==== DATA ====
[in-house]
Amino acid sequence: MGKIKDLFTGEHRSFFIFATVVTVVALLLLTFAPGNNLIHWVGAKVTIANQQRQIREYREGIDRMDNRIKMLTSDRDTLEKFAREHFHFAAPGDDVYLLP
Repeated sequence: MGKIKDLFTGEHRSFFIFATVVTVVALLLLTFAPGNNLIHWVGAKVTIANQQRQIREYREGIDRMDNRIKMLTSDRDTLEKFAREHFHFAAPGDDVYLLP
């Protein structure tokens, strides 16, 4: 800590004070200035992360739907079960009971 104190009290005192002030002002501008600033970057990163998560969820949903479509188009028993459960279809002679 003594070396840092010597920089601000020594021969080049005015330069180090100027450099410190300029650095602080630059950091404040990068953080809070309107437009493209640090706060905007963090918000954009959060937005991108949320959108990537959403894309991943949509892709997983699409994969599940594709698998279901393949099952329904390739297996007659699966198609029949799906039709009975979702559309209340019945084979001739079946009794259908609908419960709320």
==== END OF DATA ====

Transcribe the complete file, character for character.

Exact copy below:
[in-house]
Amino acid sequence: MGKIKDLFTGEHRSFFIFATVVTVVALLLLTFAPGNNLIHWVGAKVTIANQQRQIREYREGIDRMDNRIKMLTSDRDTLEKFAREHFHFAAPGDDVYLLP
Repeated sequence: MGKIKDLFTGEHRSFFIFATVVTVVALLLLTFAPGNNLIHWVGAKVTIANQQRQIREYREGIDRMDNRIKMLTSDRDTLEKFAREHFHFAAPGDDVYLLP
């Protein structure tokens, strides 16, 4: 800590004070200035992360739907079960009971 104190009290005192002030002002501008600033970057990163998560969820949903479509188009028993459960279809002679 003594070396840092010597920089601000020594021969080049005015330069180090100027450099410190300029650095602080630059950091404040990068953080809070309107437009493209640090706060905007963090918000954009959060937005991108949320959108990537959403894309991943949509892709997983699409994969599940594709698998279901393949099952329904390739297996007659699966198609029949799906039709009975979702559309209340019945084979001739079946009794259908609908419960709320």